Interesting would be an experiment without infections too. Just a normal grain wash, one half with added sulphuric just before stripping, the other without, comparing the low wines. Don't expect a such strong difference like with infections. But you will see, what ester potential your ferment has.

Sulphuric acid is a catalyst here, what means it is the same game like with enzymes and starch conversion: The amount is not important in theory. But in practice perhaps it's better the more you have. But I don't know, what side-effects a very high amount could have. So I would try moderate amounts. I think: 10ml sulphuric acid (or 30ml battery acid) per 10l low wines or wash. I don't think it needs much time. The heat up phase will equal a few days waiting time. Add it just before distilling or for example if you want to compare the flavor of one low wines container with sulphuric against another one without before distilling, add it one day before distilling.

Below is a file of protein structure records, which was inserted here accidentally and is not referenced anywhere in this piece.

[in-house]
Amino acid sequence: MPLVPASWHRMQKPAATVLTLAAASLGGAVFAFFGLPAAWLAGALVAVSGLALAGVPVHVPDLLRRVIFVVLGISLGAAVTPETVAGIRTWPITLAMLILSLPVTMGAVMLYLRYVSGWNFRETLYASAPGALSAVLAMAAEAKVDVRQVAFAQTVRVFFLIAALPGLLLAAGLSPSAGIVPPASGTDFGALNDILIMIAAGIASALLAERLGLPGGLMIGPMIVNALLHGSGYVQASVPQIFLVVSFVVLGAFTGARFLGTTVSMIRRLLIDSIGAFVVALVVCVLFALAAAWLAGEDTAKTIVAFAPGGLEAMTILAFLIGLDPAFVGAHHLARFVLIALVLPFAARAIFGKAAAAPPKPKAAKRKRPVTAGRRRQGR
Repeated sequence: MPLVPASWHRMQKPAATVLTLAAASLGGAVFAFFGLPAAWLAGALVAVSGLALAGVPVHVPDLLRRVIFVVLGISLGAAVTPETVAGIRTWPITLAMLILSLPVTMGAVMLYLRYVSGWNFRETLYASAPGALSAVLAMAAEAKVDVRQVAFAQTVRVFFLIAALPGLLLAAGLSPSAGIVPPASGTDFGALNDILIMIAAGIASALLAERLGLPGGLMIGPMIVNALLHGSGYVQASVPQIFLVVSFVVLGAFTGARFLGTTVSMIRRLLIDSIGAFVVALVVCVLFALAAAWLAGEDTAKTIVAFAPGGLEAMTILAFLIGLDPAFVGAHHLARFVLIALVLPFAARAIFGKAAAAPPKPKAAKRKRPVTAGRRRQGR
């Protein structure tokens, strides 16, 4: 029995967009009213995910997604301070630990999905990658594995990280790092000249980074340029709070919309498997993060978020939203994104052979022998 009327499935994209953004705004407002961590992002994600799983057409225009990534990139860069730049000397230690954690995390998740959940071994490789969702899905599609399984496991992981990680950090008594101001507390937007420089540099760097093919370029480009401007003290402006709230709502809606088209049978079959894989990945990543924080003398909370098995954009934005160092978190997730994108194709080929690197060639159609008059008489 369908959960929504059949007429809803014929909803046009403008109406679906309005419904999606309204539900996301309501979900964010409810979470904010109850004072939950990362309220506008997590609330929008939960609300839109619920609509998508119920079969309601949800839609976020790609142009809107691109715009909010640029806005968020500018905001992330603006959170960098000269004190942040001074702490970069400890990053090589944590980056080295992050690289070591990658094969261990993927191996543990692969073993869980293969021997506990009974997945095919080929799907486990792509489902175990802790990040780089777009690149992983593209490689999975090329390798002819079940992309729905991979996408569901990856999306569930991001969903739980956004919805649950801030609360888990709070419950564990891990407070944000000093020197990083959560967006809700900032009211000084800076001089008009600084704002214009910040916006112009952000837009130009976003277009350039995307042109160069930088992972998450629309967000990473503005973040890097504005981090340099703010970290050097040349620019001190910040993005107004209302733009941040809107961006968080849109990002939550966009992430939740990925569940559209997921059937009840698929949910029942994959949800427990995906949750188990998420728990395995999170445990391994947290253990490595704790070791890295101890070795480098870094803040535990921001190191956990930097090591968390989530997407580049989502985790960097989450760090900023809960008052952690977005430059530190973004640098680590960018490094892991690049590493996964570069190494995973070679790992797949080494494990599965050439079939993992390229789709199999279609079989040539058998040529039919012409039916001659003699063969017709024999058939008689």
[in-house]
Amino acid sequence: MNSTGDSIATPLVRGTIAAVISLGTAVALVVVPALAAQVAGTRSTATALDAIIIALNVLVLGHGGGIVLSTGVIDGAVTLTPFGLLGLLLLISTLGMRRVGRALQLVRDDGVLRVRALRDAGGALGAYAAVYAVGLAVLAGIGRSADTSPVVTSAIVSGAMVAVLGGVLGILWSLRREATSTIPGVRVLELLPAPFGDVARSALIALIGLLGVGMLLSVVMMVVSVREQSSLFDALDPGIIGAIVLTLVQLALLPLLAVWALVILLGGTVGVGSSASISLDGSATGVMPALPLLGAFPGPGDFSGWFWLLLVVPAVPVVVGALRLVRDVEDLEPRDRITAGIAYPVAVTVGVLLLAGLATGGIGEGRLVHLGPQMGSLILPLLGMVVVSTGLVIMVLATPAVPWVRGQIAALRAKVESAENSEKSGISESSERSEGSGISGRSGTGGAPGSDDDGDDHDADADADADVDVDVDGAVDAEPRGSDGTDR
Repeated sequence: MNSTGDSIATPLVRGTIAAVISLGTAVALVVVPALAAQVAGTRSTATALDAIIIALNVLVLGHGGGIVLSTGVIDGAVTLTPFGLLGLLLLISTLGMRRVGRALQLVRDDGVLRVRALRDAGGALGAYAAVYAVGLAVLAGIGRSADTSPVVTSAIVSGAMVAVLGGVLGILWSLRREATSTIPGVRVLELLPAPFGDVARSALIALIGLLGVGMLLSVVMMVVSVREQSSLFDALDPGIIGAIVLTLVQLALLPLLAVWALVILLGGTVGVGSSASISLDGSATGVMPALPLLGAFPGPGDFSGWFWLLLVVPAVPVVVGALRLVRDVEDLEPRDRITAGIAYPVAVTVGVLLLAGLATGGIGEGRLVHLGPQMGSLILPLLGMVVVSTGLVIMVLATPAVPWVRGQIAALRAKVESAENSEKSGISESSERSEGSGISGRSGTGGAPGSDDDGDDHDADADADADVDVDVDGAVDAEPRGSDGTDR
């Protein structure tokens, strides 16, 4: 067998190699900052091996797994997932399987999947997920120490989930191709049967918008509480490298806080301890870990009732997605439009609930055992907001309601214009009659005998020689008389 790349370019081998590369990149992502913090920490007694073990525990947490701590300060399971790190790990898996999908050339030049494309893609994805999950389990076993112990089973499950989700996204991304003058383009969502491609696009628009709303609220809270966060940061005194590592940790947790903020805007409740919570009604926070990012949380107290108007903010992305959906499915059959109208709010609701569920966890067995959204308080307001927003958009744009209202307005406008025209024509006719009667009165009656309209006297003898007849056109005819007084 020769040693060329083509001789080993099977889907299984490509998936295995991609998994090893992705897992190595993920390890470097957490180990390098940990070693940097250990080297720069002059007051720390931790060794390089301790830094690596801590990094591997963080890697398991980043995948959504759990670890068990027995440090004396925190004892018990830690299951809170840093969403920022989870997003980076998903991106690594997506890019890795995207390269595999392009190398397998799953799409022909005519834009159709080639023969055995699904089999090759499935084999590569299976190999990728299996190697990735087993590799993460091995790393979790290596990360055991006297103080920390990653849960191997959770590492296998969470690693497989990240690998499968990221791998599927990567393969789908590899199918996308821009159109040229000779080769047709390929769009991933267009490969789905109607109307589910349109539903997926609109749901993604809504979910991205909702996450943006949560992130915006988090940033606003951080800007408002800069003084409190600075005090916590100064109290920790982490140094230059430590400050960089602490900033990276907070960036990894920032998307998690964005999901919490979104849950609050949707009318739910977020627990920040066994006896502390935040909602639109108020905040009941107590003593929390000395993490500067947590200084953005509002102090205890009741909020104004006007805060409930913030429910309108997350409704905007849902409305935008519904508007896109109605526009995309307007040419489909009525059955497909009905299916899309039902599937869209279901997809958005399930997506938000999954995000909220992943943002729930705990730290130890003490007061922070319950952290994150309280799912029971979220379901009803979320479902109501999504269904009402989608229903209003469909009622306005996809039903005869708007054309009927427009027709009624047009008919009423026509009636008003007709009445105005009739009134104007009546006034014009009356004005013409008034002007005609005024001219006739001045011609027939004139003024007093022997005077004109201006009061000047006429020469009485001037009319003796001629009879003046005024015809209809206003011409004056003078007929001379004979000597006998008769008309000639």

Research: Wikipedia has an article about Fischer-speier-esterification. And look here on hd for the pdfs: Arroyo, "the production of heavy bodied Rum" and "Production of heavy Rums"


SMY,
"Lowering the pH speeds up ester formation. Sulphuric acid is a really strong acid and really moves things along." Not because of its acidity. You can use small amounts in a highly buffered wash, so it will not affect much the pH but it will affect the esterification. I am not sure, but from my small experience I think that the effect of sulphuric acid is independent from the pH change (which can vary a lot in dependence of the buffer capacity).
"and Fischer esterification during fermentation, distilling and aging." Fischer esterification during aging? That would mean adding sulphuric acid or other similar effective catalysts to the new make. But ok, I don't know where exactly "normal" esterification ends and Fischer starts by definition. Does it need a strong catalyst and heating up and reflux it to name it Fischer by definition? I don't know. For me it sounds wrong to name it Fischer without adding a strong catalyst.
"Using Der Wo's example think of the acid as the packing material in a column. There's a lot of different packing materials available, but sulfuric is the best." If you want to know, if the difference is really only like scrubbies vs SPP, you have to try it.